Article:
Day 3.5 – When to say when

Tonight, while spending time with friends, we discussed our mutual unhappiness at our jobs. (We all work together.) It’s a blessing to have a secure job in this economy. I am very aware of that. But to have to stay at a job that doesn’t add to your life, but rather makes you feel trapped… That’s not a way to live life. Discussing this and other topics, I realize more and more that while it is important to be employed and be able to take care of yourself, it’s equally, if not more important to be at least content, if not thrilled, mentally, emotionally, and spiritually, as well. As I get older, I do realize, also, that we are responsible for much of how we view the world and our place in it. But we can only “see” the world pretty to a certain extent. There are things that are completely out of our control. If it’s a working condition, or a software program, or a piece of furniture, then we can most likely work around it. If it’s the head of your division or your supervisor, we’re out of luck. There is no “higher up” than this higher up. Anything said to this person’s boss is eventually leaked back to them “anonymously.” (This has happened in the past.) So my question is, at which point do you decide that you’ve done all you can, that you have changed your reactions, your schedule, you avoid this person, etc., everything possible so that you can do your job in relative peace? I think three and a half years is enough.

Of course this decision didn’t come overnight, and the transition to my next position won’t come overnight. But the planning has begun. I’ve got only one life to live, and staying a place where my colleagues and I are treated like stowed-away toilet paper, needed until they’ve used us up, is not how I want to spend even one more week of this precious gift of life I was given.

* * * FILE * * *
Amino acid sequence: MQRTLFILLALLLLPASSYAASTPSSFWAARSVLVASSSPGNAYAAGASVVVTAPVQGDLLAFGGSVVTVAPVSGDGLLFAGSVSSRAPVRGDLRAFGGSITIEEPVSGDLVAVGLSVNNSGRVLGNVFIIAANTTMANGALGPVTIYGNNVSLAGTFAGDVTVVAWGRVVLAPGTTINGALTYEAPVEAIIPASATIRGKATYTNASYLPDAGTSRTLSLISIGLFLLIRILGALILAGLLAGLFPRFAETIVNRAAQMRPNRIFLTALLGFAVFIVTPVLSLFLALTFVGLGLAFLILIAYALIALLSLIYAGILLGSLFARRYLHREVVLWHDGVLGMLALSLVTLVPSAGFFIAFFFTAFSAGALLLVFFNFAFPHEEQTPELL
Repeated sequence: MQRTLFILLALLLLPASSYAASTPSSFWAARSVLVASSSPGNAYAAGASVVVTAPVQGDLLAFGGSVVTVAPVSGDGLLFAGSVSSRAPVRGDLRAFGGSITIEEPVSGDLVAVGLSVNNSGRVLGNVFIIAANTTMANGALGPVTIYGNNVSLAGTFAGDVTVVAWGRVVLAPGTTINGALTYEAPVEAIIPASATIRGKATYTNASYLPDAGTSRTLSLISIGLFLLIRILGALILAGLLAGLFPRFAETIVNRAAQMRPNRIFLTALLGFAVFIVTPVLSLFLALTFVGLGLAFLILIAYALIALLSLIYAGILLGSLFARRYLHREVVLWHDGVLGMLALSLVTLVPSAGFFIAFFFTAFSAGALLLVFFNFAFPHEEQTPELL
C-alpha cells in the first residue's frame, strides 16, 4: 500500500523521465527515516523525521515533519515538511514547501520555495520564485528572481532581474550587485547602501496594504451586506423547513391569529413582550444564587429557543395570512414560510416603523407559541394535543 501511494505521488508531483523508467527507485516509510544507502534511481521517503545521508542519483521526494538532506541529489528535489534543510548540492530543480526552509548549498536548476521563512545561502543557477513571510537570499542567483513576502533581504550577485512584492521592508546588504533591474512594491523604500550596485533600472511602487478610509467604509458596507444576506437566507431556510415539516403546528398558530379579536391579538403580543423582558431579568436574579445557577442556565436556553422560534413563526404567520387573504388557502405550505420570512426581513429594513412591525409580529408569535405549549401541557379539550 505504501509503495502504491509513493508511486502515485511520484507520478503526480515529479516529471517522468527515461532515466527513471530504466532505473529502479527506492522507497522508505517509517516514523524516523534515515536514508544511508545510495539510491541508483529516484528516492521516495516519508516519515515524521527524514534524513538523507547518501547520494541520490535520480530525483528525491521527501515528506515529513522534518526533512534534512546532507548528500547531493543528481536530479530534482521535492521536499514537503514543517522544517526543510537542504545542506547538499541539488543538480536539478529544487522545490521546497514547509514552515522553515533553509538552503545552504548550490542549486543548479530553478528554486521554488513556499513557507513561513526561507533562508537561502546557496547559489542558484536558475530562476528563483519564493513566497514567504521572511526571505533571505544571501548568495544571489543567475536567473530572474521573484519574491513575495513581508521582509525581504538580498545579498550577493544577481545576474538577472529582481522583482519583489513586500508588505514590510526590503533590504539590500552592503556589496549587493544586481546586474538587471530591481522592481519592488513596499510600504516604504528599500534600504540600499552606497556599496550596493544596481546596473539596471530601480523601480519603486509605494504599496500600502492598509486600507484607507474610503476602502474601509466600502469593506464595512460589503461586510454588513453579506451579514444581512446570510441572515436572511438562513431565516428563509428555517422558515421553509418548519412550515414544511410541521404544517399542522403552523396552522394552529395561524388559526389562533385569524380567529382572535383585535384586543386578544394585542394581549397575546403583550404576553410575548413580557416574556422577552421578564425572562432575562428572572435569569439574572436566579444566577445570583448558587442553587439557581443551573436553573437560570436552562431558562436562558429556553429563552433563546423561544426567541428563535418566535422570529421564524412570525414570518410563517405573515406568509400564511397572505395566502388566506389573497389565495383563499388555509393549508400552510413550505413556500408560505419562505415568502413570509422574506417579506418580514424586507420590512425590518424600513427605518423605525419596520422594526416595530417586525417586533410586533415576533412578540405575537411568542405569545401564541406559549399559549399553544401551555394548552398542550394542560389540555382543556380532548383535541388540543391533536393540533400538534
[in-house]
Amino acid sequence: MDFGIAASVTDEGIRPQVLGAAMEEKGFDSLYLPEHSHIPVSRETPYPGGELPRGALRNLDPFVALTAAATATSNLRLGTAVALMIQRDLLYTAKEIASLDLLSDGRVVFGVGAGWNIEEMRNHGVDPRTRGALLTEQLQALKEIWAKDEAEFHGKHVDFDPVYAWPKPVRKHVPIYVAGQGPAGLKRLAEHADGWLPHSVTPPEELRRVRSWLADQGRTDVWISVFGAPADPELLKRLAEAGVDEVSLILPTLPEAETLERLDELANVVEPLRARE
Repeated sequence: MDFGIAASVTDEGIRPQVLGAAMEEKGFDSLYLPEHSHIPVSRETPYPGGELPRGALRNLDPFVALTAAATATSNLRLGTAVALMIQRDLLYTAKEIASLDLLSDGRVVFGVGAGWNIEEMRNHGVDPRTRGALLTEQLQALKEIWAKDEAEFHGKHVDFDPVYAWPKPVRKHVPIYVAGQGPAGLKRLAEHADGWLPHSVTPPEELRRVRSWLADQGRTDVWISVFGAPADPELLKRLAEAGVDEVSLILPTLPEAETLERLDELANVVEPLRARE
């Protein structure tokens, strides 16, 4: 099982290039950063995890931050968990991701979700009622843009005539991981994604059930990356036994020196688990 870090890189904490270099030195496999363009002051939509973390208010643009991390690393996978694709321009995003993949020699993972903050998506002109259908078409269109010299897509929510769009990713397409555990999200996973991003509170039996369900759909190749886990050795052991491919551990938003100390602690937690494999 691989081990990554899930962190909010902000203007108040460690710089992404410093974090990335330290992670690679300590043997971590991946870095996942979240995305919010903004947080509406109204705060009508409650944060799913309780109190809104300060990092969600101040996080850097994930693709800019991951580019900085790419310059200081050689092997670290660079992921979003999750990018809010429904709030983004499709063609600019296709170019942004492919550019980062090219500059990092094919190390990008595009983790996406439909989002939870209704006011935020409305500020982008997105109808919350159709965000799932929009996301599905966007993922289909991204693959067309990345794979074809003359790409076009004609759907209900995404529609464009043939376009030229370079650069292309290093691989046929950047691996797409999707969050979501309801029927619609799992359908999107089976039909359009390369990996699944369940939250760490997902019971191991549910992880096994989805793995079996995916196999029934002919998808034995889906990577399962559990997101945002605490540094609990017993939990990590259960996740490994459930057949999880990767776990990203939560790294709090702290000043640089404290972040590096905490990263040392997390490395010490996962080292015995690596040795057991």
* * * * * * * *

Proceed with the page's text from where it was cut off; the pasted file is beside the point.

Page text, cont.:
What have you had to deal with at work? Has anything or anyone ever been bad enough for you to consider leaving or actually leave?

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2 Comments

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2 responses to “Day 3.5 – When to say when

  1. Red

    My last job was the first one I quit. I had a boss who told me he cared about my schooling but took advantage of the fact that I was idealistic and young. He fired the only other reporter at our paper and gave her load to me. I stayed for 10 months after that, and he would require me to miss class for a meeting or have me cover up his affair from his wife (who I had to work with because she was a source for many stories). It got to the point that I said to myself, “You know what? Life is too short to do a job that you don’t even like.” So I gave my notice and left. Haven’t looked back since!

    Good for you for taking the steps to remove yourself from a bad environment!

    • I haven’t made the change yet πŸ™‚ but the plans have been put into serious motion. I attended a job faire last week, I’ll be flying 3,000 miles to attend a national job faire in a few weeks (I’m crazy like that), and I’ve begun the long application process for another great opportunity. At the same time, I’m trying to stay involved with friends and my employment community as long as I’m here. It’s hard for me. I always romanticize the past and dream about the future. I’m not a realist by nature.
      I’m sorry about your last job. It sounds like the conditions and situations you were put in were awful. But don’t you agree that at least it’s good to make the experiences count for something? It seems that experience taught you a lot about yourself, what you would and wouldn’t accept, and who you would and wouldn’t like to be. I’m still finding out πŸ™‚
      Good for you for taking the steps to remove yourself from a bad environment!

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